Martin Bright

The Lost Generation

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I always get it in the neck here when I quote Polly Toynbee. But maybe I will get away with quoting her quoting Professor Danny Blanchflower, who, like me, is warning against losing a generation to the recession.

Here's the relevant passage from Polly's column in today's Guardian:

"The man now on a mission to persuade Nos 10 and 11 to move fast is the only monetary policy committee member who saw the coming crash. Ministers are listening as Professor David Blanchflower urges emergency spending to prevent mass youth unemployment. With 800,000 under-25s out of work and another 600,000 leaving school this summer, he wants the budget to borrow £90bn to rescue them. He wants them kept in education, raising the leaving age to 18 this September, with 100,000 more university places this year for all with two A-levels who won't find a place, plus more further education places and apprenticeships to keep as many as possible out of the labour market and still learning. Thousands of graduates would be employed teaching them.

That adds around a net 2% to the national debt, deducting the cost of keeping them out of work. What it saves is the lifetime cost of a lost generation, saving benefits, a spike in crime, rough sleeping, mental illness and all that befell the school-leavers of the early 1980s. That generation, tracked by Professor Danny Dorling, still fares worse than those five years older and five years younger. That too is a high cost to pass to the next generation, if we are counting the future cost of national debt.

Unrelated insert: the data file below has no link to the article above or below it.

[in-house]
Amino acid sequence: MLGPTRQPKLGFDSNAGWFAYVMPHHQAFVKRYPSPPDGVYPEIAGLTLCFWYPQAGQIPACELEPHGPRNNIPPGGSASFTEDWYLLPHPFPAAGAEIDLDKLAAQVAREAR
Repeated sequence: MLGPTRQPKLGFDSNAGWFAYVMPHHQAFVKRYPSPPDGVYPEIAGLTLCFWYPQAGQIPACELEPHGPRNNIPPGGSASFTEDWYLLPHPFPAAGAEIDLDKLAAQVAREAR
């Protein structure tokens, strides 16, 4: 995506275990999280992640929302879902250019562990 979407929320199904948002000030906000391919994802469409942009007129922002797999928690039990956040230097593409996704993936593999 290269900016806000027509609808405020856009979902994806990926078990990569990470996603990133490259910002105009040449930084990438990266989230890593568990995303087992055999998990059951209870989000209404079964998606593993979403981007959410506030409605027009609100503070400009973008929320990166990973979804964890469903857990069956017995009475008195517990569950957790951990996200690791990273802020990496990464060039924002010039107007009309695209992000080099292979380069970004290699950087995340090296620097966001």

So if Gordon Brown believes in a new world order with new rules, here's his first test. If he can't do this here, then his global rhetoric will look thin indeed - and it's no use announcing some piffling sum and pretending it will do. If he dares borrow serious money to make a difference, expect a howl from Conservatives and their press. But it would pose a dilemma for them. Could Cameron oppose saving hundreds of thousands of young people? He would say, with some reason, that Britain shouldn't be in such debt anyway - but surely he'd have to support a new deal for the young."

I think Blanchflower is right in his analysis, but think his solution is a cop-out. Simply shovelling the potentially unemployed into more education is probably not the answer and certainly not the only one.